Most people have encountered some form of spam email. Probably deleted it and thought nothing more of it. So, why are they making the news now? The Guardian has reported that a large number are being sent to unsuspecting recipients, demanding various amounts of money through the bitcoin currency. They claim to have recorded the target through their webcam, threatening to expose their behaviour if the ransom is not paid. The hack seems even more believable due to the message coming from the recipients own email address - suggesting their devices have been compromised by the criminals. Now they are appearing more realistic, what exactly is a phishing email and what do you do if you receive one?
‘Phishing’ is a type of cyber-attack that attempts to trick the victim into handing over information such as passwords or credit card details. The tactics used by hackers can range from threatening ransom requests, to emails that duplicate famous brands such as Apple and eBay. These malicious tactics are often used for financial gain, to spread the malware further or even to embarrass and humiliate those who receive them.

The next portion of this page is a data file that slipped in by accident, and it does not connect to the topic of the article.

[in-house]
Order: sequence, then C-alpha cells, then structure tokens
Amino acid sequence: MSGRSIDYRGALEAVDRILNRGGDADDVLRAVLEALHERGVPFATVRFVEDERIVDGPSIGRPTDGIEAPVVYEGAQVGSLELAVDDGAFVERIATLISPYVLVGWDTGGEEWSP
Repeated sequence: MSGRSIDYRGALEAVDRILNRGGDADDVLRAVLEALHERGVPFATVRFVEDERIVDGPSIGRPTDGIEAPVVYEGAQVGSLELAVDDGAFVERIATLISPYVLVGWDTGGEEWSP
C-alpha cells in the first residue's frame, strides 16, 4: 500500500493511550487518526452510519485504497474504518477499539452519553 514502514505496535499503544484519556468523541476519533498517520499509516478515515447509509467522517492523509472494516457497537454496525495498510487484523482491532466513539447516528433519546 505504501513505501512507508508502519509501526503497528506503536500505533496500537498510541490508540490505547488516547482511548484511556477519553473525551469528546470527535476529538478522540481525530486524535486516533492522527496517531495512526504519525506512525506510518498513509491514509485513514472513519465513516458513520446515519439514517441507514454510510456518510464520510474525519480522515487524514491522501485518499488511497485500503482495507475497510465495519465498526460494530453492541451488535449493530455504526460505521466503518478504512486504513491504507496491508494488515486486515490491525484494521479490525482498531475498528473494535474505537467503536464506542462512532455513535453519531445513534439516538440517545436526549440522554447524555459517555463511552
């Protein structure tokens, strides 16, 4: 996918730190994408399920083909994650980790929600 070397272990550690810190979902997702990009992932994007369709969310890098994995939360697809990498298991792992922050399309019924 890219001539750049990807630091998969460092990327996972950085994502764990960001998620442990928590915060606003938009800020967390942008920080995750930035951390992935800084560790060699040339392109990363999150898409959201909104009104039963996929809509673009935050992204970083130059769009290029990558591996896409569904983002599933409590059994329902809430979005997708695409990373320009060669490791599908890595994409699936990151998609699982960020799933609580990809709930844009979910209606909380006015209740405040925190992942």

The recipients of these attacks are usually not targeted for any specific reason, so, how do the attackers find your contact details? Unfortunately, and probably unsurprisingly, the easiest way for spammers to get email addresses is through leaked databases. When large companies such as Facebook and Amazon suffer a security breach, it means that hackers can download the information and use it to contact you. At the same time, they can download other personal details such as passwords and your date of birth to make them appear more legitimate.
Even though these messages can seem scary, they are fairly harmless if unopened and deleted, according to Gov.uk. Once they’ve been removed from your device, you can report them to Action Fraud (the UK’s national reporting centre for fraud and cybercrime). However, if you have opened the email and have had data or funds stolen, you should report it as a crime to the police.
As we become more accustomed to a life surrounded by technology, it is easy to assume we would not fall for these types of spam emails. However, as they become more sophisticated it can be harder to differentiate the real from the fake. If you are ever unsure, play it safe and don’t open it! For example, banks generally won’t contact you by email, so if they do and you want to confirm the message, give them a call rather than emailing back. We also like to follow the rule, if it sounds too good to be true then it probably is!